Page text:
Rakowski said there was a decline between 2004 and 2005, but between 2005 and 2006 the number of DUI arrests and alcohol-related fatalities increased by about 12 percent.

We’re not sure [why]. We’re getting a lot better with our reporting system and we’re combing through the information. We do have a number of campaigns underway,” she said.

Because it may seem like many of the drunk driving campaigns out there are directed toward teenagers and young adults, drunk driving among parents is an issue that may be overlooked.

“It’s definitely something we deal with,” said Caroline Cash, executive director of Mothers Against Drunk Driving (MADD) for the Chesapeake Region. Cash said the organization endorses a brochure titled, “Every Child Deserves a Designated Driver.” Inside it reads, “MADD continues to receive an increasing number of alarming calls from concerned individuals regarding children riding with alcohol-impaired drivers. These calls are not from victims of drunk driving crashes, but from potential victims. Many of these calls indicate that reports filed with state agencies are slipping through the cracks of the system, putting children at greater risk of victimization. There does not seem to be relief for the problem because of the lack of public awareness of child endangerment as it relates to Driving Under the Influence or Driving While Intoxicated (DUI/DWI).”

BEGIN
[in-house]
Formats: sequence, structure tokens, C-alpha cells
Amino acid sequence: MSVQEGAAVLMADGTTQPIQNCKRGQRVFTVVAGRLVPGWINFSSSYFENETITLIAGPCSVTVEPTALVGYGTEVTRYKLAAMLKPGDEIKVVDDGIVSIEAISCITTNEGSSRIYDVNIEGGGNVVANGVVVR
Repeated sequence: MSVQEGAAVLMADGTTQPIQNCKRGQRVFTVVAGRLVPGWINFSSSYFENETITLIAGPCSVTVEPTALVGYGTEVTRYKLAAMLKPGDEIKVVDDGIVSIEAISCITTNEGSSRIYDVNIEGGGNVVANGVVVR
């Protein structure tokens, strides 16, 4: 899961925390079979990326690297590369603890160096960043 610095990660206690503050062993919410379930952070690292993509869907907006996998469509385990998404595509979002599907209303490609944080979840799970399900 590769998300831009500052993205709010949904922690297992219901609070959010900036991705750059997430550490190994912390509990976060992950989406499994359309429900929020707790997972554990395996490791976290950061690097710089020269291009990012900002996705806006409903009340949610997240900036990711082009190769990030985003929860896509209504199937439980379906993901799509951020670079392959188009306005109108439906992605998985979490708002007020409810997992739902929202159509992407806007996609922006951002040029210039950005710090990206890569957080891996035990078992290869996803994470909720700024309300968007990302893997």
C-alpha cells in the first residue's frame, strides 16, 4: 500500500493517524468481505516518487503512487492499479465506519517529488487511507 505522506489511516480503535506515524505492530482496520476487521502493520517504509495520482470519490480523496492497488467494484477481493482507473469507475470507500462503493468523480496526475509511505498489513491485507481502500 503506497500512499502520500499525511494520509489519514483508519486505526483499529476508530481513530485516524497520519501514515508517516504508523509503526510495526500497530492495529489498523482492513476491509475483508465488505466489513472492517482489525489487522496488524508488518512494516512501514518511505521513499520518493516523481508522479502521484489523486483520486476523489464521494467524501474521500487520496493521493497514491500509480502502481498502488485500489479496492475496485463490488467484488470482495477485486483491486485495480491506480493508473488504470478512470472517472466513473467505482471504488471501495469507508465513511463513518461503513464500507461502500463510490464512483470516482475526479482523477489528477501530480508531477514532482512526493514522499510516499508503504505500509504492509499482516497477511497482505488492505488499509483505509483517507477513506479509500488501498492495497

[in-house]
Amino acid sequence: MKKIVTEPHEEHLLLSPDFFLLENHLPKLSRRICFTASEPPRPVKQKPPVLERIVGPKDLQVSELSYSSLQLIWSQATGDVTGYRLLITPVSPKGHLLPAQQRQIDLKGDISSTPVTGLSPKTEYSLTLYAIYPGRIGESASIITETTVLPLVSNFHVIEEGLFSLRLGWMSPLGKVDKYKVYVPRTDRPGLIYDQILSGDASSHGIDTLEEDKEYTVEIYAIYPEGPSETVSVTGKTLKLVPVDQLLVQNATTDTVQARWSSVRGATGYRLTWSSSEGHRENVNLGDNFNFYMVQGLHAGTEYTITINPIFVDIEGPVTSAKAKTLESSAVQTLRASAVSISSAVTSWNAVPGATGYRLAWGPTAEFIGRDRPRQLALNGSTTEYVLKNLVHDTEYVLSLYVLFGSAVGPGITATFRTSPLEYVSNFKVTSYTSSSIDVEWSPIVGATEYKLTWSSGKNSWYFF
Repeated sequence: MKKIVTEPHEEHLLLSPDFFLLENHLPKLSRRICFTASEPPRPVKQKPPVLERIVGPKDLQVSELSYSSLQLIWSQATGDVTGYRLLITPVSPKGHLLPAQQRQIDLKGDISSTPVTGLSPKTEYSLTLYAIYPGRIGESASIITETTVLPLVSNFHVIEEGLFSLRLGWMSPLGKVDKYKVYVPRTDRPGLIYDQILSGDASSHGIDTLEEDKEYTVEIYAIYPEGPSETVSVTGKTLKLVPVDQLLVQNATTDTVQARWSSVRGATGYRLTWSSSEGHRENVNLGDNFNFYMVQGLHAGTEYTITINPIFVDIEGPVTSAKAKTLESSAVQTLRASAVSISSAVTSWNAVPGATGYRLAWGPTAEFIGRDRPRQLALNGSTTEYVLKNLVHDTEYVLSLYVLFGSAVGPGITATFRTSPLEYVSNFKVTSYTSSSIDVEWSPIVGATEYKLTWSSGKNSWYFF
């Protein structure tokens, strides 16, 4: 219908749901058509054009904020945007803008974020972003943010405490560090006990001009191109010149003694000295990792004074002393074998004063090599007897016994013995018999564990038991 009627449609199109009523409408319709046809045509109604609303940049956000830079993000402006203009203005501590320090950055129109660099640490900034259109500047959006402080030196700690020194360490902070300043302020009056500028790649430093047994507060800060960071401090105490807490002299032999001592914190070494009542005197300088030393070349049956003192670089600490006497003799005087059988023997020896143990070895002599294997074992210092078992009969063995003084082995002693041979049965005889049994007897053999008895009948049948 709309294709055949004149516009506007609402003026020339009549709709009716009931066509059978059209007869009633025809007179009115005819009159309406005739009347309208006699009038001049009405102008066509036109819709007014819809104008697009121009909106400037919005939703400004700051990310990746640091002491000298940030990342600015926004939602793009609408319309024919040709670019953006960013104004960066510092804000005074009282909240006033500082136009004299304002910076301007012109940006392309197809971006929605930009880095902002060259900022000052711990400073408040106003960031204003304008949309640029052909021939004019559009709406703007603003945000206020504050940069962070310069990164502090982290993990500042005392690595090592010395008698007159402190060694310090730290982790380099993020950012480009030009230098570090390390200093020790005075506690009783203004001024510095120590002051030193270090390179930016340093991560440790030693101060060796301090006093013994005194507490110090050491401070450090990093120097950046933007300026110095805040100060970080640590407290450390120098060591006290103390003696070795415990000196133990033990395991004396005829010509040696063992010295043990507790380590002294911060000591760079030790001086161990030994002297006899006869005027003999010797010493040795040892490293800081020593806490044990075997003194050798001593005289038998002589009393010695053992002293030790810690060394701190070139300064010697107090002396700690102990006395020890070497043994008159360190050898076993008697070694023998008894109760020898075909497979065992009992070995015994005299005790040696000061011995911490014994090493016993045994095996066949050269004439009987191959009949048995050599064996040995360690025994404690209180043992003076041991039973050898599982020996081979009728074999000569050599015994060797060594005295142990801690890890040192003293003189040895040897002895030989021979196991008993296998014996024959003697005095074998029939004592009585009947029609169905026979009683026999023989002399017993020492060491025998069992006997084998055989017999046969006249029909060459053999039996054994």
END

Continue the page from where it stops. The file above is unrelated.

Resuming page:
Cash said she once rode along with police on a sobriety checkpoint in Prince George’s County. The officer pulled over a woman who blew a .24 on her Breathalyzer test, while in the backseat was a seven-year-old child. The child’s mother was in the front seat, unconscious.